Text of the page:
By Tia Lynn Ivey
The city of Madison was on full display last week, held up as a shining example of small town revitalization and historic preservation. About 45 elected officials and members of Downtown Development authorities from across the State of Georgia visited Madison for the 2017 Heart and Soul Downtown Workshop through the Georgia Municipal Association (GMA).
The six-hour conference included walking tours of downtown Madison and presentations by city staff chronicling the evolution of downtown throughout the years.
The city earned high praise from Perry Hiott, director of Community Development and Financial Services for the GMA.
“Words cannot adequately express my appreciation to each of you for your efforts in preparing for yesterday’s 2017 Heart & Soul Tour Downtown Workshop in Madison,” wrote Hiott to city staff after the conference. “The information that our participants received – including the packet materials, presentations, and walking tour projects – was exceptional, and the meals and refreshments were delicious! While there were many reasons why we wanted to visit Madison during our first revamped Heart & Soul workshop, a key reason was because of the professional downtown staff that is in place in your city. We knew you would do an outstanding job, and you were phenomenal! Thanks so much for your hard work!”
“The GMA Heart & Soul Downtown Workshop was fully booked and very quickly too,” said City Planning Director Monica Callahan. “ Attendees were highly complimentary of our DDA (Downtown Development Authority) – their approach, their accomplishments, and their aspirations. I look forward to sharing the praise with current and former DDA directors; they deserve the credit.”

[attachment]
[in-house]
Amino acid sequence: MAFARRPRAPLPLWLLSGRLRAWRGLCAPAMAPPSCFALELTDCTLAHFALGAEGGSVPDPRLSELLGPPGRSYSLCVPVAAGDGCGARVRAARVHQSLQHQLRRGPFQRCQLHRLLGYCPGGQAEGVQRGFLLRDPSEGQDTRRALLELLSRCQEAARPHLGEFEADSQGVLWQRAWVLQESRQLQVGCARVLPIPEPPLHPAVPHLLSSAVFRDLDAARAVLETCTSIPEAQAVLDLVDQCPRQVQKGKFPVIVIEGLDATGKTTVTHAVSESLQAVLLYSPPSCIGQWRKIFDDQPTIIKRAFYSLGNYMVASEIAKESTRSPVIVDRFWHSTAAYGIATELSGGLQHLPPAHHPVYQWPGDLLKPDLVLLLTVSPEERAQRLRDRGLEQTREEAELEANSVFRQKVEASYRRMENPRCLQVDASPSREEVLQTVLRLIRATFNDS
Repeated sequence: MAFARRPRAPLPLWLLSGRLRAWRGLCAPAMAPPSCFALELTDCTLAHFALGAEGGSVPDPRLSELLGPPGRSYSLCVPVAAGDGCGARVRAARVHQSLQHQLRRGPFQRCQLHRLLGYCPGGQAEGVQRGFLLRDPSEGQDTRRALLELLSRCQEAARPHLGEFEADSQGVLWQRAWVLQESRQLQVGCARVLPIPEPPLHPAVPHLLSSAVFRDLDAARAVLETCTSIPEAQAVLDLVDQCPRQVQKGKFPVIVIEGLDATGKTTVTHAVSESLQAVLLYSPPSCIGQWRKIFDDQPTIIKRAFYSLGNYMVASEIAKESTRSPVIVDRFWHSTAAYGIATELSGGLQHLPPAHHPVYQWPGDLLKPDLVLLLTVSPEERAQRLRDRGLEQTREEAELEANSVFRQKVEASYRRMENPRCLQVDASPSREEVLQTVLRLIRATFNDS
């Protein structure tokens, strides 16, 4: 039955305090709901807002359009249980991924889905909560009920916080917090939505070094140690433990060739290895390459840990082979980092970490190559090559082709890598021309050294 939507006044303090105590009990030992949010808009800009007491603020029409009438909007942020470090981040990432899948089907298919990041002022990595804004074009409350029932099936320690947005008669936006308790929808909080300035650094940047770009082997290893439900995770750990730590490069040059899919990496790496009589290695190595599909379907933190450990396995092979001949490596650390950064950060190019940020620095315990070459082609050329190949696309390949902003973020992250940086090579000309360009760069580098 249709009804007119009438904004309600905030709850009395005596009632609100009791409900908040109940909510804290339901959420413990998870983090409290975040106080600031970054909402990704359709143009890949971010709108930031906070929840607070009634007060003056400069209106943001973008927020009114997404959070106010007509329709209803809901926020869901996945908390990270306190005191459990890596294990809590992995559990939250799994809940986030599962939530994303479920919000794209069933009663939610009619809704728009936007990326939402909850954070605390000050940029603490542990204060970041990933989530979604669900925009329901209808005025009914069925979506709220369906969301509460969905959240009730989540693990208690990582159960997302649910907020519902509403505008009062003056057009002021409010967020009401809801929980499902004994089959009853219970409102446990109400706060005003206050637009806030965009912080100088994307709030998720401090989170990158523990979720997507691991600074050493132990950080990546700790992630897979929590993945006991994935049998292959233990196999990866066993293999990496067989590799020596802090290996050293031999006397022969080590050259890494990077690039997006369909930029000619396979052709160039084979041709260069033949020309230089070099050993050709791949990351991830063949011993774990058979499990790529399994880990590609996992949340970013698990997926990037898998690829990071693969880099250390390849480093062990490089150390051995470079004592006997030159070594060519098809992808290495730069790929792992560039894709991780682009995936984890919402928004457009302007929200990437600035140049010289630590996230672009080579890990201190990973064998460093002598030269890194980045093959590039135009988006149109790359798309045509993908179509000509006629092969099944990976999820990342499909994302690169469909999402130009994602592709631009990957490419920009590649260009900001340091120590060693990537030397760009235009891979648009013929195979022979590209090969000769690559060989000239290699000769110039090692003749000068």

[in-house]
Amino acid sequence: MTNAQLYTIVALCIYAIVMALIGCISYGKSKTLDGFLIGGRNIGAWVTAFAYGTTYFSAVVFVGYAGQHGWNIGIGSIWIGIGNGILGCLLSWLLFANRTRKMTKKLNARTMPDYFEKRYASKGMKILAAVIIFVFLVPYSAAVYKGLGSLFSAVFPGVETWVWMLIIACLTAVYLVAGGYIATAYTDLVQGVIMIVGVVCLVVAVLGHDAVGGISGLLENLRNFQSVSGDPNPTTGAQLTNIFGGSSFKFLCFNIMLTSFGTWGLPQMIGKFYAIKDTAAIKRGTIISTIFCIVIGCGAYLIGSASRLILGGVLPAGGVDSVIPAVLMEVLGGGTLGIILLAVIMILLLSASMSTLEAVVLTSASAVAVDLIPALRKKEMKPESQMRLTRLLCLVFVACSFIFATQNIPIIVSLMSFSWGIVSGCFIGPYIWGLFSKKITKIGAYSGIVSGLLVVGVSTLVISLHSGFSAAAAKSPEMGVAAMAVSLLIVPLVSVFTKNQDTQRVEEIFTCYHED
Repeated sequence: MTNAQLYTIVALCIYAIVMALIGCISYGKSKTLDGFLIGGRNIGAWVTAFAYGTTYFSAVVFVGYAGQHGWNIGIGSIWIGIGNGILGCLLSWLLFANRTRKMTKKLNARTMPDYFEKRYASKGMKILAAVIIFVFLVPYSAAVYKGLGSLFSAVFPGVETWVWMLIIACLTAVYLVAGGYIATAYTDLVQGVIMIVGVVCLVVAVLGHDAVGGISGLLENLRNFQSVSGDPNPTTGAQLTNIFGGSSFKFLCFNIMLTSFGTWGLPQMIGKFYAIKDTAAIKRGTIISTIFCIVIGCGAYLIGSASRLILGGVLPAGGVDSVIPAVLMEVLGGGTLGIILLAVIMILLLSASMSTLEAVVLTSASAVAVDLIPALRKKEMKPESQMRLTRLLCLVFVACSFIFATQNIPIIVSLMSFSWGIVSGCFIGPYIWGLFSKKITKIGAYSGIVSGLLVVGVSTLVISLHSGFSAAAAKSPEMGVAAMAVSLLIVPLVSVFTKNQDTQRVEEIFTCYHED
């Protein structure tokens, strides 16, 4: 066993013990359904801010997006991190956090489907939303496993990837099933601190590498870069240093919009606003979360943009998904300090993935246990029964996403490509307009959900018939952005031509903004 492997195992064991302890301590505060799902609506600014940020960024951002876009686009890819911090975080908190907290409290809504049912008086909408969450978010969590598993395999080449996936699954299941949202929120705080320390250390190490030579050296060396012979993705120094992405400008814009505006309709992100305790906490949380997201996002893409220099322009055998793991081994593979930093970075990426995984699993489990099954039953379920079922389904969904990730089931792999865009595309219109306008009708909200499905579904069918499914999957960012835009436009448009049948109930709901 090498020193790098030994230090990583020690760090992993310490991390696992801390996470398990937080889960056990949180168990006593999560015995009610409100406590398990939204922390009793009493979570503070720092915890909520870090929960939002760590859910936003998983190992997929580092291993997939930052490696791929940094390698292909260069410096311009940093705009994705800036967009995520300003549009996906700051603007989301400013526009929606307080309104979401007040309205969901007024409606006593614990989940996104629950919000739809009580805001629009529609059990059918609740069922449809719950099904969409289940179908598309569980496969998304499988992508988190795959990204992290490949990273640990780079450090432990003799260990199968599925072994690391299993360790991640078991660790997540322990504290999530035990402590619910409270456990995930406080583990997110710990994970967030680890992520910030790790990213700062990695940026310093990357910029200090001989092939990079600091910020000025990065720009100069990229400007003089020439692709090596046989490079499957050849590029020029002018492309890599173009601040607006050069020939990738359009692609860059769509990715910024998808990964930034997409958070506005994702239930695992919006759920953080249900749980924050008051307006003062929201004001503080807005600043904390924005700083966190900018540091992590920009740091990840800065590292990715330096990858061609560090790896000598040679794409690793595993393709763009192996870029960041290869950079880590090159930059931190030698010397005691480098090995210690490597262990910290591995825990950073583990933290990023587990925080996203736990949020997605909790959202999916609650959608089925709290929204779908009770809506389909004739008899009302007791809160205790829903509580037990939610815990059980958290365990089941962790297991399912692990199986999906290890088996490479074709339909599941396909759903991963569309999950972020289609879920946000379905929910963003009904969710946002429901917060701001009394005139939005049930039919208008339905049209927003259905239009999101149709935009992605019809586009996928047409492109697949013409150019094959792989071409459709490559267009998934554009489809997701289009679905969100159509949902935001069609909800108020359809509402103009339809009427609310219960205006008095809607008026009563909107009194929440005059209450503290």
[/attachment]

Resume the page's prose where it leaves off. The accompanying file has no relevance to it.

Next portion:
City leaders were encouraged by the workshop, inspired to continue improving downtown Madison in the future.
“Our staff is revered across the state for mindful planning and historic preservation,” said City Councilwoman Chris Hodges, who attended the workshop last week. “We are so fortunate to have them…I stand in awe in of what they do—the commitment they have made to our community. We owe a debt of gratitude to our staff who have always looked for ways to improve the city while protecting our historic resources.”
City staff focused on the transformation of Town Park as the crowning jewel of the city that facilitates many of the community events throughout the year. City staff also showed before and after pictures from Downtown, focusing on the impact project like Town Park, The Icehouse, The James Madison Inn, Silver Lakes, The West Washington Gateway, and some residential improvements have revitalized the downtown area for residents and the local economy.
“People forget what Town Pak used to look like before it was revitalized,” said City Manager David Nunn. “I am very proud for the city and the people of Madison that these improvement have been made and these areas have been redeveloped for the betterment of the whole community.”
The GMA participants travelled to Madison to learn how to replicate some of the city’s strategies for revitalization, including private partnerships, funding, grants, maintenance and design. City leaders were reinvigorated to press on for future city projects after the workshop.
“It was just a good reminder of what we have and what could be,” said Nunn. “We are always looking for what our eye sees next and what we want to do to push beyond what is now…We definitely have a lot more opportunities to do great thing in this city with our gateways and urban redevelopment areas.”